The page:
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A heady mix C


Rampton has been the FOH stalwart for scores of acts over the years


“We got there and the site for the gig must have been a big mansion house that had been torn down. All that was left were tennis courts, but there was rubble everywhere and the stage had bits of metal sticking out and all sorts. If it was the UK, health and safety would have had a field day, but it wasn’t, it was Mexico. The whole stage was rickety and they had these side fills that looked like huge boxes on sticks. I don’t know what they were, but they were big old lumps and to keep them in place, they had the biggest, most colourful collection of bungees you’ve ever seen, wrapped around bits of scaffolding and these full-range cabinets. They had the power distro sat in a big puddle behind the stage in an orange box to keep it above the water, but every time the kick drum was hit or the subs made some noise it splashed water all over it. “I said to them: ‘are you sure about that?’ and he said:


‘yeah, it’s fine, we do this all the time’. Well, it all seemed to work okay – if you do something enough you learn how to iron out the problems don’t you?”





If it was the UK, health and safety would have had a


field day. But it was Mexico.


USE YOUR EARS: Rampton worries about ‘visual mixing’ BACK TO BASICS


“I started engineering in 1980, mixing for a punk band called Here & Now. We had a Canary 24 into two desks with fixed eq – high/mid, low/mid and bottom end. There was no outboard or anything, no gates; all we had was one WEM Copicat and the most modern bit of kit was a Roland Space Echo, which was amazing. And I didn’t care what I was using either, because the whole buzz of going out on tour was so great that it didn’t really matter and I would have worked with whatever I had. Using that sort of gear helped me learn to get the best from a console or PA, no matter how basic it was. We got some great gigs out of some very average gear. “Having all the best gear can even be a curse. The powerful technology we’ve got these days is great, if used responsibly, but my biggest concern is the way that digital equipment is affecting the way engineers work. I love the thinking behind the drive to give us more tools – the fact that I can use plugins on a Digidesign desk is really cool – but my gripe with it is that it encourages you to use your ears less and your eyes more, and I think that is fundamentally wrong. Ultimately, you’re being paid to make something sound good, not look good.”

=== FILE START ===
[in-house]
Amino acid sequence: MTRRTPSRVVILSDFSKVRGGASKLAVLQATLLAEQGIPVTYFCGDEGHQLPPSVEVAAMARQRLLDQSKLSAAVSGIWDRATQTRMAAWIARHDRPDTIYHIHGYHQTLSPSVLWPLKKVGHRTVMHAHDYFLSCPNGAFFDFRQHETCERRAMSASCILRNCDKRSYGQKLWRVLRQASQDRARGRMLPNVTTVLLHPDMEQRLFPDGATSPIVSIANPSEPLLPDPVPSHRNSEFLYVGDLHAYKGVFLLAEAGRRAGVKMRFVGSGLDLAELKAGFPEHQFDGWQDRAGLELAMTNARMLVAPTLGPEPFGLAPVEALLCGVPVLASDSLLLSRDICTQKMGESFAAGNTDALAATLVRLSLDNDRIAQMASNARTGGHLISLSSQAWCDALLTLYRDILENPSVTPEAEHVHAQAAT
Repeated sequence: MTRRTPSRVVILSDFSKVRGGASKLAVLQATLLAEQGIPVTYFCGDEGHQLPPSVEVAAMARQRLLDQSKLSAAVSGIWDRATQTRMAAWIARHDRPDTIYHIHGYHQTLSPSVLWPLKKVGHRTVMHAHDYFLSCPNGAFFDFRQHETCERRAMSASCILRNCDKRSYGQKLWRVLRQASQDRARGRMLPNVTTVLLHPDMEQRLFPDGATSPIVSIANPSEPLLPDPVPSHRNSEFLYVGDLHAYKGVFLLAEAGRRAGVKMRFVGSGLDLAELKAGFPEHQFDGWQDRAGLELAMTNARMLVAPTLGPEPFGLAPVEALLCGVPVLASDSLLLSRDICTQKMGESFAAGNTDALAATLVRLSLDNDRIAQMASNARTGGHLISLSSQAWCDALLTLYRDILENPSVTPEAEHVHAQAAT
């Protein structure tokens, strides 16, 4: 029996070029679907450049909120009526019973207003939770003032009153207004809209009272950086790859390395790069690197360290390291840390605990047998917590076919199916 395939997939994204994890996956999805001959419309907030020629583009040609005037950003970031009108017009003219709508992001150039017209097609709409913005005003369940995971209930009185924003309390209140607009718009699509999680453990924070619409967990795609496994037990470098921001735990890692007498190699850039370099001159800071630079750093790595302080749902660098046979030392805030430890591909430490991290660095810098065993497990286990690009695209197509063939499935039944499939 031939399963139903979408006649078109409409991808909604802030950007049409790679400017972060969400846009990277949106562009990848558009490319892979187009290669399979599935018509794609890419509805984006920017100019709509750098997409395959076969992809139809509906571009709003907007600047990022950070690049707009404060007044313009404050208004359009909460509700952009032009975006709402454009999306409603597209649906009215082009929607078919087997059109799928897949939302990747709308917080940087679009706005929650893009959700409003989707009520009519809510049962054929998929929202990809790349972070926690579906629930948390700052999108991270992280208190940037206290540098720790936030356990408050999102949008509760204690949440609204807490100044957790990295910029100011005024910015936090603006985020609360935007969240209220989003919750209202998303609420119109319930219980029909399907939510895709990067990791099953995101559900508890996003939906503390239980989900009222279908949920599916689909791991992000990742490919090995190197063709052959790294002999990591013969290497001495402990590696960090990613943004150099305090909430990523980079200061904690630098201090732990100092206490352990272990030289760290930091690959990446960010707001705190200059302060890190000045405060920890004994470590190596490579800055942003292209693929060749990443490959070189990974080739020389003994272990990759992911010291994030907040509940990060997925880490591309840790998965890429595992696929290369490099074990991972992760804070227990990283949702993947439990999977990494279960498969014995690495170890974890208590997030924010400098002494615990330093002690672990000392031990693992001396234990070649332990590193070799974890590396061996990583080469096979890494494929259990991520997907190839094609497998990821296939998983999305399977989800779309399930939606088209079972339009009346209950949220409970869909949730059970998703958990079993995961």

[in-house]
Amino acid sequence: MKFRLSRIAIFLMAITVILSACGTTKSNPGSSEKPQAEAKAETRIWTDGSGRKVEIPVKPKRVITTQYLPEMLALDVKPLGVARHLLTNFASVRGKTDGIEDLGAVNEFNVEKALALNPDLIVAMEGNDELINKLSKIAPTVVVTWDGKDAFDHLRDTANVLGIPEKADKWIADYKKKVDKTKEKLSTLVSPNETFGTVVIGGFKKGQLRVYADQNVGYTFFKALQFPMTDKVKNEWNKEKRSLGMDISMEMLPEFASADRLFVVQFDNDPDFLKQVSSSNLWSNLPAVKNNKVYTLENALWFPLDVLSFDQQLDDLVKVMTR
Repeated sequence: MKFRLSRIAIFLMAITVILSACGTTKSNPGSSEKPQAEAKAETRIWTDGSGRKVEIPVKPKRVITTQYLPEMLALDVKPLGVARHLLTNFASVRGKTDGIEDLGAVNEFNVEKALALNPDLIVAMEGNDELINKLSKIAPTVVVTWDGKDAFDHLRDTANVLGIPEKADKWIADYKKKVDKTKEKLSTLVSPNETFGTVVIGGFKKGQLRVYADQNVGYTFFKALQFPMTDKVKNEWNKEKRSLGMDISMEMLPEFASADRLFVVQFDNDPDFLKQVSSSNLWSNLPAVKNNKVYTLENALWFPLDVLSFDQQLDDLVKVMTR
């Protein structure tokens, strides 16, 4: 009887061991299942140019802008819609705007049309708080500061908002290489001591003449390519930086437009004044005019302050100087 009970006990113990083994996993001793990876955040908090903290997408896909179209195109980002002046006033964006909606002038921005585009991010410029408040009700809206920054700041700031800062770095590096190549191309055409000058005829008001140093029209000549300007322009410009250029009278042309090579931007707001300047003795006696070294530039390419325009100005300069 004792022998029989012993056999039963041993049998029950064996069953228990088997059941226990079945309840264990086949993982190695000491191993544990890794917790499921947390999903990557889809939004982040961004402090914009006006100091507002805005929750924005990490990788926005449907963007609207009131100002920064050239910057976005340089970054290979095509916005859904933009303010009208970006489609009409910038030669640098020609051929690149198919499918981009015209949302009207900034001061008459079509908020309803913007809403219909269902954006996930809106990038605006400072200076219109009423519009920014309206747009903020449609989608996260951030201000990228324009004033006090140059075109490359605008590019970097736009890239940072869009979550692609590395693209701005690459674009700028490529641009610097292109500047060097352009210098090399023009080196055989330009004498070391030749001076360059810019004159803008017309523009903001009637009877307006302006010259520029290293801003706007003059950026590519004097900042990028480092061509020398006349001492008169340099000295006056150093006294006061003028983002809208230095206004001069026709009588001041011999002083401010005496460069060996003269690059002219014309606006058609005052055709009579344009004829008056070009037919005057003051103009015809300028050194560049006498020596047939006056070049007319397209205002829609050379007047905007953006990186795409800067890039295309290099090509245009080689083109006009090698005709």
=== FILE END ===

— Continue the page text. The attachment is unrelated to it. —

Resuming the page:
28 audioPRO October 2010 www.audioprointernational.com


urrently handling FOH for Chase & Status and, when they return the stage, Basement Jaxx, Rampton is also employed as both a FOH and monitor engineer at the Shepherds Bush Empire, Koko and Indigo at the O2. His career began in 1980 and a tour with anarcho hippy punks, Here & Now, during which he honed his craft on an early PA system designed and built by Tony Andrews. Rampton stayed with the band for nearly four years, before getting involved in promoting and man- aging bands in his hometown of Southampton. Acts in- cluded The Cropdusters and Flik Spatula who enjoyed relatively successful, if short careers. In 1988, Rampton was invited to work for Vince Power's Mean Fiddler Organisation and became pro- moter of his new Islington Club, The Powerhaus. He gave the venue it's name and chose the musical policy, booking the first London dates for most Madchester scene bands such as The Stone Roses, and UK shows for Dinosaur Jr, Naked Prey, Mo Tucker and Half Japanese among others. Rampton recalls that the first demo he listened to was by an outfit from Wiltshire called Jesus Jones. After a brief quarrel with Power, Rampton began engineering on a full time basis at The Mean Fiddler, Powerhaus, Subterania and eventually The Garage and The Grand. He soon started working directly with artists, such as Ash, which he juggled with Compulsion, one of his favourite bands. He went on to work with numerous successful touring acts, including Shelby Lynne, Remy Zero and The D4. More recently, Rampton has delivered live mixes for The Libertines, Kate Nash and The View. He has also done some studio work, remixing live audio for Chase & Status at Ibiza Rocks for MTV and, last year, recording an album for US band The True Lovers at Mission Sound in Brooklyn. This was tracked in January 2009 and mixed April the same year.


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